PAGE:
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WHAT IS A BULB?

The word “bulb” is loosely used to describe plants growing from an underground mass of food storage tissues. Bulbs store enough food to enable the plants to grow and flower without added nutrients during the first year. The storage tissue is like the bulb’s lunch box, packed with enough food for the whole growing season!

A bulb is a modified stem containing a complete miniature plant, including embryonic leaf, stem, and flower parts, and surrounded by fleshy scales that provide food for the young plant and a basal plate that produces roots. A thin protective layer called a tunic surrounds the bulb.

Tulips, daffodils, and onions are true bulbs. If you slice a bulb in half horizontally, you’ll see rings formed by the scales, and if you look at one close to planting time, you’ll see a small plant in the center. An onion left in storage for too long makes a great example.

Some other plants we call bulbs, such as crocus, iris, and dahlias aren’t true bulbs because they have different botanical structures than those listed above. Crocus and gladiolus are corms. A corm stores most of its food in an enlarged basal plate rather than in its scales. Tubers, like dahlias and tuberous begonias, sprout new stems and roots from “eyes” on their surface. Rhizomes, such as iris, calla lilies, and cannas are horizontal stems capable of producing shoots and roots.

The distinction between these storage organs is very important and provides information for scientific classification and offers clues about the origin and evolution of plants. Most gardeners lump them all together as bulbs.

Bulbs are divided into two categories based on when they bloom. Spring-flowering bulbs, such as daffodils and tulips, are planted in the fall. They are called hardy bulbs because they survive cold winter conditions. They need exposure to cold temperatures in order to flower properly. Summer-flowering bulbs, including dahlias, begonias and gladiolus, are planted in the spring. They are tender and don’t survive cold winter conditions.

Spring-Flowering or Hardy Bulbs. Hardy bulbs need to be in the ground before it freezes. Bulbs develop their roots soon after planting, and lie dormant during most of the winter. When the weather warms, they draw on that “lunch box” of stored energy to produce leaves and stems, and then flowers. Some bulbs require fewer cold hours and less warming to bloom and their flowers emerge in early spring. Tulips need a longer cooling period and warmer temperatures to emerge.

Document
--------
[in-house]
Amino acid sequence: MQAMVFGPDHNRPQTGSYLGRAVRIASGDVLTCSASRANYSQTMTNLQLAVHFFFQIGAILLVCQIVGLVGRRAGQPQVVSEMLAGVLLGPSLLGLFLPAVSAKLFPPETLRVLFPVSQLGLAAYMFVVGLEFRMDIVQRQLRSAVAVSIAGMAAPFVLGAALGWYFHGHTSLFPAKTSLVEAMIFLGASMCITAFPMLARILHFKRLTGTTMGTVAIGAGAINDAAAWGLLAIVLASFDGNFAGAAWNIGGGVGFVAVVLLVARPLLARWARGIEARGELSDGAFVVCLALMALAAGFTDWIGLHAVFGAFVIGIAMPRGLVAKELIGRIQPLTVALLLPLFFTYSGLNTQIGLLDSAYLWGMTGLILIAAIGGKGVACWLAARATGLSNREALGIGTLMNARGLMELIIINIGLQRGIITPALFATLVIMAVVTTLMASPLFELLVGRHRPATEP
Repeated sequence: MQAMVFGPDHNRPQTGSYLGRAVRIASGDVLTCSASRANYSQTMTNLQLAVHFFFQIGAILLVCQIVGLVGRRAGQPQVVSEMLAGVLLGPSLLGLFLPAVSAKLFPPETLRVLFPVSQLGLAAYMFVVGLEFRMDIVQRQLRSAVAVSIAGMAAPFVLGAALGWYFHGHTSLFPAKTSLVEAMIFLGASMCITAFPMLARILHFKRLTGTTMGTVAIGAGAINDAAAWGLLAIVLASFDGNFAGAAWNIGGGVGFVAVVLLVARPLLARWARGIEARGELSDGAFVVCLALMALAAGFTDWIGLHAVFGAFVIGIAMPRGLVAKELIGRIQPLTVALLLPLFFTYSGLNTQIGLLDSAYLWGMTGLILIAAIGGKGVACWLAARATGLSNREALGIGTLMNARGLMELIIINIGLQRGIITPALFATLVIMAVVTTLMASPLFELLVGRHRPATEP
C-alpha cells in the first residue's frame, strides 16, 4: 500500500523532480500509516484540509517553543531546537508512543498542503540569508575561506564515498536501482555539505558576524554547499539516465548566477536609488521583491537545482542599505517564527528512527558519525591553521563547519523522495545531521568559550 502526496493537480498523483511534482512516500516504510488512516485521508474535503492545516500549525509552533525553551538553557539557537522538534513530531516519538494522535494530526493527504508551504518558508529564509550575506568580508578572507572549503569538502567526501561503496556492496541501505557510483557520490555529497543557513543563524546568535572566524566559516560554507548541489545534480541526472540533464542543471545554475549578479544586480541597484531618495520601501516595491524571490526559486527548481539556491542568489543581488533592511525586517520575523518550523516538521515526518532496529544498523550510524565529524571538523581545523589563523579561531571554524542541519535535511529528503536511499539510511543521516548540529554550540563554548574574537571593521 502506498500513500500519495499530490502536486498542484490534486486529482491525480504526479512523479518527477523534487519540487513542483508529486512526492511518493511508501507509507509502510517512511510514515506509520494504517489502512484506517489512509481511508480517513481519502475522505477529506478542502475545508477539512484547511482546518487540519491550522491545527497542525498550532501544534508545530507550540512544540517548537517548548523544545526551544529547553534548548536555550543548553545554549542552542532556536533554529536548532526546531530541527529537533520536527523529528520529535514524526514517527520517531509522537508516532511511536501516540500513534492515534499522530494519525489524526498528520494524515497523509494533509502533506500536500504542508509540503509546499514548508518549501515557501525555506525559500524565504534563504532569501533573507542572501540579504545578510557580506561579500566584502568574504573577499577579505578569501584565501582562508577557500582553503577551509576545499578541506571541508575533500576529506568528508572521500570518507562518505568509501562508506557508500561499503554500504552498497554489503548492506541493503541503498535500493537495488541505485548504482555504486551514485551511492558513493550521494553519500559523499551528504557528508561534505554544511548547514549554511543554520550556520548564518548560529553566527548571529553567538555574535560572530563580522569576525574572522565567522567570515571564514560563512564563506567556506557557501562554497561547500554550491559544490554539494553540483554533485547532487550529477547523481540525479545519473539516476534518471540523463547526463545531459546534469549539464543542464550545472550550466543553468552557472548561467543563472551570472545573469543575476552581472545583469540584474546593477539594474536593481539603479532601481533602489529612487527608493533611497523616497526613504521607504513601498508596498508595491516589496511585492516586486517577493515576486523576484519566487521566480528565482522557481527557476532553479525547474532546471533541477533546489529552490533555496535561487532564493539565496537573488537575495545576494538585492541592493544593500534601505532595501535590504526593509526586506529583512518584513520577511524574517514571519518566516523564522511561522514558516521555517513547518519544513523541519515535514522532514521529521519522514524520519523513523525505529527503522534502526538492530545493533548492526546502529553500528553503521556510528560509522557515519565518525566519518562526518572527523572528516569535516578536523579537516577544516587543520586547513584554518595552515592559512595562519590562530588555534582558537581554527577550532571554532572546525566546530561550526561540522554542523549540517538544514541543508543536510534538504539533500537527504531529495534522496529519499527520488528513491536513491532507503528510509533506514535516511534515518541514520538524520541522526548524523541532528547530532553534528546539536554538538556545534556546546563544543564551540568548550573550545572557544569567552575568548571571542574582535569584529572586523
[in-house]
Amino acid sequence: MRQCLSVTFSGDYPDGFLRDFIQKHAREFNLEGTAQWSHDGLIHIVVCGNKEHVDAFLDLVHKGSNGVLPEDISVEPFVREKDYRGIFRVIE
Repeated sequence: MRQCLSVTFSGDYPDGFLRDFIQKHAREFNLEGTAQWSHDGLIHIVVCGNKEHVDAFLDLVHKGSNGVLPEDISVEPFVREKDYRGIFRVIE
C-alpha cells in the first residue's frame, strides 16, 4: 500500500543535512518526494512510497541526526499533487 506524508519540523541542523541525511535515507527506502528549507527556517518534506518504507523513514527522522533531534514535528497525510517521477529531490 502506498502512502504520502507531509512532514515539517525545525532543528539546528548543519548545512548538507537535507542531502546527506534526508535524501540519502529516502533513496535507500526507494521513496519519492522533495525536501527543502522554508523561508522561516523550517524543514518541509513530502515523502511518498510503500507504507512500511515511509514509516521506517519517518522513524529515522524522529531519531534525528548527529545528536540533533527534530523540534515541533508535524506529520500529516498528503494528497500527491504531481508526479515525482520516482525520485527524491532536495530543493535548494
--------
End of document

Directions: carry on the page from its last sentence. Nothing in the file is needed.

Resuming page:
Some regions are too warm to successfully grow hardy bulbs. Paper white narcissus is a good choice for warmer climates because most do not require a long cold treatment.

Bulbs take in nutrients and produce new food through photosynthesis. They store food not used for daily living in their storage organs for next year’s growth. It’s important not to cut back the leaves as soon as the bloom is spent. Once there’s enough energy in the “lunch box,” bulb leaves turn brown and die, and the bulb enters a dormant state through the summer, fall, and winter months.

Summer-Flowering or Tender Bulbs do not survive extremely cold winters and are planted after the last hard frost has passed. There are summer-flowering lilies that are hardy enough to survive winters in some areas. In northern climates, you must dig up tender bulbs and store them in a dark place that stays cool enough to keep them from sprouting prematurely.

When pollinated, most bulb flowers will produce seeds, and you can use them to grow new plants. It takes at least 5 years, and sometimes longer, for seedlings to mature and produce flowers. Many bulbs also reproduce via bulblets or offsets, tiny bulblets that form on the “mother” bulb. These baby bulbs grow over time, and once they have stored enough energy you can separate them from the mother bulb to grow new plants. These mature more quickly than seedlings. For rhizomes and tubers you propagate new plants by division.

Forcing bulbs is the process of exposing bulbs to necessary cold temperatures in a refrigerator and then planting them in an environment that makes them think it is time to grow.